J. Michael Luttig served as a judge on the U.S. Court of Appeals for the 4th Circuit from 1991 to 2006.
The rule of law instructs that U.S. District Court Judge Emmet G. Sullivan has the power — indeed, the obligation — to determine whether dismissal of Flynn’s case would be in the public interest and whether the integrity of the judicial process would be compromised by granting the government’s dismissal request. This authority stems from the federal criminal rules of procedure and the trial judge’s inherent authority. If this authority were properly exercised, the judge’s refusal to dismiss the case would not impermissibly usurp the executive’s exclusive constitutional power to decide whether to bring or maintain a criminal prosecution.
The devil is in the word “properly.” In Flynn’s case, the judge has already abused his wide discretion by inviting outside advocates to weigh in, which would make a circus of the solemn judicial proceeding, and by selecting an outside party to make the case against dismissal who has already made clear his bias against dismissal via this very newspaper.
In response, Flynn’s lawyers have taken the unusual step of asking the federal appeals court to order Sullivan to dismiss the case, arguing that prosecutors have the sole power to decide whether to continue the prosecution. Ordinarily, this effort would fail.
However, this is not the ordinary case. In this highly extraordinary case, the appeals court should step in even at this early stage — not to order that the case be dismissed, but to send it back to a different trial court judge for further review. The court of appeals is bound to permit (and require) a trial court to decide in the first instance those questions that are now before the court.
Ordering the trial judge to dismiss the case at this stage would be premature. The Federal Rules of Criminal Procedure allow the government to dismiss an indictment only “with leave of court.” Those words contemplate that the trial judge has a constitutionally important role to play in whether a prosecution is dismissed. If the court of appeals were to order Sullivan to dismiss the case now, the full appeals court or, if not, the Supreme Court, should reverse that error.
The appeals court, though, would be justified in intervening in the case now to correct the process the judge has established for moving to decision. Sullivan has done two highly unusual, and troubling, things. First, he invited amici, or outside “friends of the court,” to submit arguments on whether dismissal of the prosecution would be in the public interest. These are questions for the judge to decide, not for the public to debate.
Second, and more disturbing, he tasked a retired federal judge, John Gleeson, with making the case that Flynn’s guilty plea should not be dismissed. Bringing in an outside party in essence to argue for the continued prosecution of the case is unusual enough, but Gleeson, though a well-respected former judge, is the wrong choice. In an op-ed piece in which he all but argued that Sullivan should not grant the motion to dismiss, he revealed his bias on the very question in which his impartial advice is being sought.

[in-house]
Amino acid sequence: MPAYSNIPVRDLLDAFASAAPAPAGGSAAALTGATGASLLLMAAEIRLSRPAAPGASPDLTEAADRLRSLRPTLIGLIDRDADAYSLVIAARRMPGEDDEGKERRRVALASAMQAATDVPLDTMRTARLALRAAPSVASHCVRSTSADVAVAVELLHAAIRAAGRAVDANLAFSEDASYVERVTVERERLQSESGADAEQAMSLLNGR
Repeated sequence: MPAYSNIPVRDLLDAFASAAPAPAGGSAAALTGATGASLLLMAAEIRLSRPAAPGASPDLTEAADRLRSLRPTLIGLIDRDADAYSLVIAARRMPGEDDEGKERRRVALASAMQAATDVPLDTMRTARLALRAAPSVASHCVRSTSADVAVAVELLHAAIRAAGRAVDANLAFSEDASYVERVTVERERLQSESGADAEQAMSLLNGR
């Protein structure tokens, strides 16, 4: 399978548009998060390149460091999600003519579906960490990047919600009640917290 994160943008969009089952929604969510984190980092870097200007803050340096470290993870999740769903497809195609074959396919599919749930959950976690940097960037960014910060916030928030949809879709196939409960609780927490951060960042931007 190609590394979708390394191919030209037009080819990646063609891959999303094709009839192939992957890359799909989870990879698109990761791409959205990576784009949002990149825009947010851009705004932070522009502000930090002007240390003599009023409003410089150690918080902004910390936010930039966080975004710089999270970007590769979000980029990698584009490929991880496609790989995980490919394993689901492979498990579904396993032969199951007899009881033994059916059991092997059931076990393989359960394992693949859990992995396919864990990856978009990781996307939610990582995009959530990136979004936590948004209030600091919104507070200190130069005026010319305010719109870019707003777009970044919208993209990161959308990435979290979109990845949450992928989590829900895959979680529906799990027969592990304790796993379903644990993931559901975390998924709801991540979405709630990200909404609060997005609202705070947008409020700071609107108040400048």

The court of appeals should therefore proceed as follows: grant the writ of mandamus; disallow amicus briefs; have the judge select a different adviser to assist him confidentially, if necessary and the court of appeals agrees; and urge that the judge rule promptly on the motion to dismiss, explaining his reasoning in full for appellate review.
There are ample grounds in the actions the district court has already taken for the appeals court to order that the government’s motion to dismiss be heard by a different judge, and it should so order.
Were either Sullivan or another judge eventually to decide that it would be contrary to the public interest to dismiss the prosecution or that to do so would undermine the integrity of the judicial process, that judgment could be appealed.
The appeals court would then confront a novel and nettlesome question. The trial court has indisputable, but very limited, power to refuse the government’s request. Here, because the government contends that the case should be dismissed because of its own confessed misconduct, and therefore the government’s prosecutorial interest is at its zenith, it would be exceedingly difficult for a court to substitute its view and override the government’s contrary assessment. Under our Constitution, the decision whether to prosecute to the final stages of conviction and sentence is committed wholly and exclusively to the executive branch of the government — almost.
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